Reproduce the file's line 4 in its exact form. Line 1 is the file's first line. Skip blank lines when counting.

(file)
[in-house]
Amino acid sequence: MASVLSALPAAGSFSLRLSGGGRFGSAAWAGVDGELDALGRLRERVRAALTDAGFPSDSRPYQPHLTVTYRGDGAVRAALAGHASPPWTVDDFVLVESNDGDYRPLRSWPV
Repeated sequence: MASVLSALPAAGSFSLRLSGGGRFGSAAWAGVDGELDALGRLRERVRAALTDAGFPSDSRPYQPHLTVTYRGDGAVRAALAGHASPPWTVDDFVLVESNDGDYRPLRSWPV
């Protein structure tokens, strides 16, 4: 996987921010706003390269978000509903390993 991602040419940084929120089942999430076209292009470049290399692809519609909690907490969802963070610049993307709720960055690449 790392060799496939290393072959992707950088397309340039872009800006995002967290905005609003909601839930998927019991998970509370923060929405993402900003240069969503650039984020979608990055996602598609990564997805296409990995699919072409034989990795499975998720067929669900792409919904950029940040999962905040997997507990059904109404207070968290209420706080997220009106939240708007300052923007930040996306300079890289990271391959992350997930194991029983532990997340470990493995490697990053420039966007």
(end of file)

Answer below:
């Protein structure tokens, strides 16, 4: 996987921010706003390269978000509903390993 991602040419940084929120089942999430076209292009470049290399692809519609909690907490969802963070610049993307709720960055690449 790392060799496939290393072959992707950088397309340039872009800006995002967290905005609003909601839930998927019991998970509370923060929405993402900003240069969503650039984020979608990055996602598609990564997805296409990995699919072409034989990795499975998720067929669900792409919904950029940040999962905040997997507990059904109404207070968290209420706080997220009106939240708007300052923007930040996306300079890289990271391959992350997930194991029983532990997340470990493995490697990053420039966007």